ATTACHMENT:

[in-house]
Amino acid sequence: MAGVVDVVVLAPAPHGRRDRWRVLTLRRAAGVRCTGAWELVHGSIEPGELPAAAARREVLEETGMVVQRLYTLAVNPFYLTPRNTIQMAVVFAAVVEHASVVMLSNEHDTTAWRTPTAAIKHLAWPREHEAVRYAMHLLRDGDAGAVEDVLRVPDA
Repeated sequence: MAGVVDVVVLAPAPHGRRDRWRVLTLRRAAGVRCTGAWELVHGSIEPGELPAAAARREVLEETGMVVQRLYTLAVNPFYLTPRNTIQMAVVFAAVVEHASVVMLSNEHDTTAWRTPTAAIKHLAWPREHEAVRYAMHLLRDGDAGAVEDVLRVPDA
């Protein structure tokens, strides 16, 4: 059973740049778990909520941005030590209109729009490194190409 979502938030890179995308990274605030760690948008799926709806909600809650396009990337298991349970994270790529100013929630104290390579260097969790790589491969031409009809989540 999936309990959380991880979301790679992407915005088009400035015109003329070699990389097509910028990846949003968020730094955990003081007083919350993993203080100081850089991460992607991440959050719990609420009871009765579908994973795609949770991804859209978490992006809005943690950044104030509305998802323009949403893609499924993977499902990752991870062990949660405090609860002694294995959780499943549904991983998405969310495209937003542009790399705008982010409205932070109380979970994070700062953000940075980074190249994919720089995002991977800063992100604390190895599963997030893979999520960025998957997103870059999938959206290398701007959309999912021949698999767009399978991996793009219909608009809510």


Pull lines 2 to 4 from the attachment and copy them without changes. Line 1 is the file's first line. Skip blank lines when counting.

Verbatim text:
Amino acid sequence: MAGVVDVVVLAPAPHGRRDRWRVLTLRRAAGVRCTGAWELVHGSIEPGELPAAAARREVLEETGMVVQRLYTLAVNPFYLTPRNTIQMAVVFAAVVEHASVVMLSNEHDTTAWRTPTAAIKHLAWPREHEAVRYAMHLLRDGDAGAVEDVLRVPDA
Repeated sequence: MAGVVDVVVLAPAPHGRRDRWRVLTLRRAAGVRCTGAWELVHGSIEPGELPAAAARREVLEETGMVVQRLYTLAVNPFYLTPRNTIQMAVVFAAVVEHASVVMLSNEHDTTAWRTPTAAIKHLAWPREHEAVRYAMHLLRDGDAGAVEDVLRVPDA
């Protein structure tokens, strides 16, 4: 059973740049778990909520941005030590209109729009490194190409 979502938030890179995308990274605030760690948008799926709806909600809650396009990337298991349970994270790529100013929630104290390579260097969790790589491969031409009809989540 999936309990959380991880979301790679992407915005088009400035015109003329070699990389097509910028990846949003968020730094955990003081007083919350993993203080100081850089991460992607991440959050719990609420009871009765579908994973795609949770991804859209978490992006809005943690950044104030509305998802323009949403893609499924993977499902990752991870062990949660405090609860002694294995959780499943549904991983998405969310495209937003542009790399705008982010409205932070109380979970994070700062953000940075980074190249994919720089995002991977800063992100604390190895599963997030893979999520960025998957997103870059999938959206290398701007959309999912021949698999767009399978991996793009219909608009809510």